Circa: 6 th Century BC to 4 th Century BC
Dimensions: 9.75" (24.8cm) high
Style: Late Dynastic Period
This magnificent bronze votive sculpture (mounted and restored) represents Osiris, god of fertility, king of the dead, and ruler of eternity. Many centuries ago, it might have been found inside a temple, placed as an offering to the mighty deity. He is depicted wrapped as a mummy, holding a crook and flail. These two attributes act as scepters symbolic of his divine authority over the forces of nature. He wears a double-plumbed atef crown, featuring a uraeus cobra slithering down the front and a pair of undulating ribbed ram’s horns emerging from the sides, and a false braided beard with a curved tip. This type of beard is a symbol of divinity while the headdress associates the god with the ruling pharaohs.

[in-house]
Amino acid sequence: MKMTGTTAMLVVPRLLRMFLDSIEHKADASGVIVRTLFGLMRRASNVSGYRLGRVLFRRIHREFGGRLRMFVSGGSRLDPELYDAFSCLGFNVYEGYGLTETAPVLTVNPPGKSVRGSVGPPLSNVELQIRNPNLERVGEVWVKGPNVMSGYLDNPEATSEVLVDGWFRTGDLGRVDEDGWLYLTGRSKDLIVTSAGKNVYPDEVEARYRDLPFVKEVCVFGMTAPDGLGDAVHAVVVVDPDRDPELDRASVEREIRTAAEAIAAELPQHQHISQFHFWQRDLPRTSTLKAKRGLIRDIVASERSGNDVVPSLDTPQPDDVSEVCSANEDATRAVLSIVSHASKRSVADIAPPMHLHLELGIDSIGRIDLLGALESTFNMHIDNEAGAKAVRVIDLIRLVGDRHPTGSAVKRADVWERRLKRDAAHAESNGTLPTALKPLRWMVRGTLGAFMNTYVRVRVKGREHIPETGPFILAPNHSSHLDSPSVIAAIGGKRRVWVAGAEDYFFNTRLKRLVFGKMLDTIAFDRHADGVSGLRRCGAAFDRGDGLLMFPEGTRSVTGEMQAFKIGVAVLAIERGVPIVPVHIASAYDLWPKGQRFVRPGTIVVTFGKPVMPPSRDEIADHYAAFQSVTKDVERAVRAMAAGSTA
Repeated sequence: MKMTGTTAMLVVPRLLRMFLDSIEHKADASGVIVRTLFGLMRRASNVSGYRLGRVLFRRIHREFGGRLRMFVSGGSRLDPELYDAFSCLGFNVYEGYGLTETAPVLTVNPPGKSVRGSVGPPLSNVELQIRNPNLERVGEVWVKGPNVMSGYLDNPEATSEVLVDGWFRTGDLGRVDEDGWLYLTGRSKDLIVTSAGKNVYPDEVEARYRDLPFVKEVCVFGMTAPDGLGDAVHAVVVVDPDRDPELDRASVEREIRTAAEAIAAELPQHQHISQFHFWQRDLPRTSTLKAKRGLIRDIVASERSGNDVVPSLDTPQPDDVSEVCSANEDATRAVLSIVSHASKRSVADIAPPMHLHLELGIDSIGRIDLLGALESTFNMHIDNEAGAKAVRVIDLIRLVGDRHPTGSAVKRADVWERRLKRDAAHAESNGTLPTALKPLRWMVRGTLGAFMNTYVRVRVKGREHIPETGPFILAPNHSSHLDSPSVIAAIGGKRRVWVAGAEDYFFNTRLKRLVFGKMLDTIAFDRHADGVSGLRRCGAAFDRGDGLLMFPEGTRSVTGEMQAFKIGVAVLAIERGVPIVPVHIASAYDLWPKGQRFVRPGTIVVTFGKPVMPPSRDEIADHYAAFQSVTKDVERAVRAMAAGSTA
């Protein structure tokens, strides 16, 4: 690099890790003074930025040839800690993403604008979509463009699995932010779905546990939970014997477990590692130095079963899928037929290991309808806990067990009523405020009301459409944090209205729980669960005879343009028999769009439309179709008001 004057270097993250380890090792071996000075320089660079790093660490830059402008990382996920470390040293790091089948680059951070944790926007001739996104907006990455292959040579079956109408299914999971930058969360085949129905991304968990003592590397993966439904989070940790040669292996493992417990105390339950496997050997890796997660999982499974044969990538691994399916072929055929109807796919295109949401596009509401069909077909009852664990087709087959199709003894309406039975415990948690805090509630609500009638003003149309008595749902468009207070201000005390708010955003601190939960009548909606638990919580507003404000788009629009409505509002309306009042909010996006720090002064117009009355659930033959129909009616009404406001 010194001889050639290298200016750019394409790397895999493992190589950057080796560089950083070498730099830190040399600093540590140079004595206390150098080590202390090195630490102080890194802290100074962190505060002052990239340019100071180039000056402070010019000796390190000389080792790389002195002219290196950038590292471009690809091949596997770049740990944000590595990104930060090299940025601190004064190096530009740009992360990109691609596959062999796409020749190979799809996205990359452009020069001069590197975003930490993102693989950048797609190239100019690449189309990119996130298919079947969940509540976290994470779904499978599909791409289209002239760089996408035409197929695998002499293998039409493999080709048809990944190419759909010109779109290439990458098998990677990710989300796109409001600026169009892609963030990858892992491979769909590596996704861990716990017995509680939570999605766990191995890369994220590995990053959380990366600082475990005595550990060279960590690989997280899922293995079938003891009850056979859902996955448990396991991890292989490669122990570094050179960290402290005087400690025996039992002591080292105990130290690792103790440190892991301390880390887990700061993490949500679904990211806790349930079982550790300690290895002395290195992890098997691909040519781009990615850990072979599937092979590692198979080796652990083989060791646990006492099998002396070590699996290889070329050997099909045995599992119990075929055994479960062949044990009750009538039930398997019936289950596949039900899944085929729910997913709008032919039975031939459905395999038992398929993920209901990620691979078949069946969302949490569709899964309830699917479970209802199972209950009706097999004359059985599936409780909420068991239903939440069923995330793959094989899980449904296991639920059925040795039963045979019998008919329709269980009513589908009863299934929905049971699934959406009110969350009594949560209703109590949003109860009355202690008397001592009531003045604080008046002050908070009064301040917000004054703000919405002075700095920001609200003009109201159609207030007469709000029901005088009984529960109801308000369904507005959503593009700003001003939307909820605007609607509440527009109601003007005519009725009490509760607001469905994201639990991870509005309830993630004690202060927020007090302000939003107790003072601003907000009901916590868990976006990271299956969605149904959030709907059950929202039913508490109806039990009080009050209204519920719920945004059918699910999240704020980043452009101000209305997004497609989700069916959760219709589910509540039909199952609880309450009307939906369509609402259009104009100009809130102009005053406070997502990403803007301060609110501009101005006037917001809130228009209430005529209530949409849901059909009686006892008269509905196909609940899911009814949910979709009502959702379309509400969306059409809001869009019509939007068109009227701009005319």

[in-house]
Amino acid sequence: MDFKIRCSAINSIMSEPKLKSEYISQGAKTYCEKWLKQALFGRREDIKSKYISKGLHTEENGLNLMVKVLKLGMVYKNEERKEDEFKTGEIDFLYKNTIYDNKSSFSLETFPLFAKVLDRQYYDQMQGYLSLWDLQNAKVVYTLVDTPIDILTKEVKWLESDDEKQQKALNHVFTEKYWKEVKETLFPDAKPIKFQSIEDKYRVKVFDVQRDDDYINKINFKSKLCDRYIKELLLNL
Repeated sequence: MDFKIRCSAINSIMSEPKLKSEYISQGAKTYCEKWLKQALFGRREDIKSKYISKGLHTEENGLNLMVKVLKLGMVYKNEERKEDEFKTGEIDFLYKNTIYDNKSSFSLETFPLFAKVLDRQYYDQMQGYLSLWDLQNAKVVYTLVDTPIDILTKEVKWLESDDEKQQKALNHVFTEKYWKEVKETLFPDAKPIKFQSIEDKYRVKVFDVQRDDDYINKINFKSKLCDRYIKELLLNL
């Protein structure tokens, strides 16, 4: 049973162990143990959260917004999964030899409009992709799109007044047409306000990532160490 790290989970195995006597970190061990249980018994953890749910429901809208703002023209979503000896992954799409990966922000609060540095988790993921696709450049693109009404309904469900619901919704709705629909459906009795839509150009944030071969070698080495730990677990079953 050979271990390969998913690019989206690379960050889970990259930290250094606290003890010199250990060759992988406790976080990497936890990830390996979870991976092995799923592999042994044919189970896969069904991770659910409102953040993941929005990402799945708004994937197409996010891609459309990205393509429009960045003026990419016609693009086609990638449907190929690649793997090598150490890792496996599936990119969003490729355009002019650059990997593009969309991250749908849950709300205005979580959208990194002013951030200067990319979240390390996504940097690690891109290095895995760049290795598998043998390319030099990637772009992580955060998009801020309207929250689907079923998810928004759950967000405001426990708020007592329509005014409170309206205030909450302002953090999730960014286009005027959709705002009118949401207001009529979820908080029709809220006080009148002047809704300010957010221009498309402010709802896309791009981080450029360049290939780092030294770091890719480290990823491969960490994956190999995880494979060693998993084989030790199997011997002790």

The legend of Osiris states that his brother Seth, overcome by jealousy, murdered him and tore his body into fourteen parts, scattering them across Egypt. Isis, the faithful wife of Osiris, traversed the land and gathered all the parts of his body. She then cast a spell that resurrected her deceased husband for one night, during which their child, Horus, was conceived. Thus, Osiris was the central figure of Egyptian religion, the god who had triumphed over death and therefore offered the hope of rebirth and resurrection to all men. This striking image of the god in his royal mummiform speaks of a universal mystery, the unanswered questions for which no living man has a sure answer. - (X.0304)